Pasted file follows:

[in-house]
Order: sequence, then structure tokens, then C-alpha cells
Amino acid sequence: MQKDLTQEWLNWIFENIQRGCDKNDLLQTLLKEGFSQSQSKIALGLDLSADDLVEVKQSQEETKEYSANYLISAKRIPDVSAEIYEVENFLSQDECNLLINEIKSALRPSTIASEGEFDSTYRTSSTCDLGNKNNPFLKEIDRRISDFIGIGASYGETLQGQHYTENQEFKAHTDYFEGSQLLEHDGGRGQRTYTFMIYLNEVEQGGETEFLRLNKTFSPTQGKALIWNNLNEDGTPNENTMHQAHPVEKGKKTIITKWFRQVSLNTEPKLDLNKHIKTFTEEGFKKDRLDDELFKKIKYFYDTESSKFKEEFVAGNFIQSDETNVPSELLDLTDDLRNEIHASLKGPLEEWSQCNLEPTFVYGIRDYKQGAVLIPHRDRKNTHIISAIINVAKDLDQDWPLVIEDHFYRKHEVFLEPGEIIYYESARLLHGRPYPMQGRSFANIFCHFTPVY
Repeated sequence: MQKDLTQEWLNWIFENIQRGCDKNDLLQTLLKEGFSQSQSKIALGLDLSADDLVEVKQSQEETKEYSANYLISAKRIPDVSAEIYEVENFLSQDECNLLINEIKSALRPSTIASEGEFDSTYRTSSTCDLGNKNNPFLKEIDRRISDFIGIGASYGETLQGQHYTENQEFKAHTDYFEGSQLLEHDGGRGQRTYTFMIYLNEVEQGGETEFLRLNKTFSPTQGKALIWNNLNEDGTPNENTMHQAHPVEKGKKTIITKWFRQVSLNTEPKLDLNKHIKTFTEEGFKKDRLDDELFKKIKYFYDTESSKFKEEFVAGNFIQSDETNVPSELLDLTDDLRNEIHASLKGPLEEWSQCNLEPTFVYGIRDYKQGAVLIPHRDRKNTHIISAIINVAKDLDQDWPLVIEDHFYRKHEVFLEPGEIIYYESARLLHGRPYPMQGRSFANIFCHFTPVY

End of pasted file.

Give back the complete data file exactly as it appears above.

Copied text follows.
[in-house]
Order: sequence, then structure tokens, then C-alpha cells
Amino acid sequence: MQKDLTQEWLNWIFENIQRGCDKNDLLQTLLKEGFSQSQSKIALGLDLSADDLVEVKQSQEETKEYSANYLISAKRIPDVSAEIYEVENFLSQDECNLLINEIKSALRPSTIASEGEFDSTYRTSSTCDLGNKNNPFLKEIDRRISDFIGIGASYGETLQGQHYTENQEFKAHTDYFEGSQLLEHDGGRGQRTYTFMIYLNEVEQGGETEFLRLNKTFSPTQGKALIWNNLNEDGTPNENTMHQAHPVEKGKKTIITKWFRQVSLNTEPKLDLNKHIKTFTEEGFKKDRLDDELFKKIKYFYDTESSKFKEEFVAGNFIQSDETNVPSELLDLTDDLRNEIHASLKGPLEEWSQCNLEPTFVYGIRDYKQGAVLIPHRDRKNTHIISAIINVAKDLDQDWPLVIEDHFYRKHEVFLEPGEIIYYESARLLHGRPYPMQGRSFANIFCHFTPVY
Repeated sequence: MQKDLTQEWLNWIFENIQRGCDKNDLLQTLLKEGFSQSQSKIALGLDLSADDLVEVKQSQEETKEYSANYLISAKRIPDVSAEIYEVENFLSQDECNLLINEIKSALRPSTIASEGEFDSTYRTSSTCDLGNKNNPFLKEIDRRISDFIGIGASYGETLQGQHYTENQEFKAHTDYFEGSQLLEHDGGRGQRTYTFMIYLNEVEQGGETEFLRLNKTFSPTQGKALIWNNLNEDGTPNENTMHQAHPVEKGKKTIITKWFRQVSLNTEPKLDLNKHIKTFTEEGFKKDRLDDELFKKIKYFYDTESSKFKEEFVAGNFIQSDETNVPSELLDLTDDLRNEIHASLKGPLEEWSQCNLEPTFVYGIRDYKQGAVLIPHRDRKNTHIISAIINVAKDLDQDWPLVIEDHFYRKHEVFLEPGEIIYYESARLLHGRPYPMQGRSFANIFCHFTPVY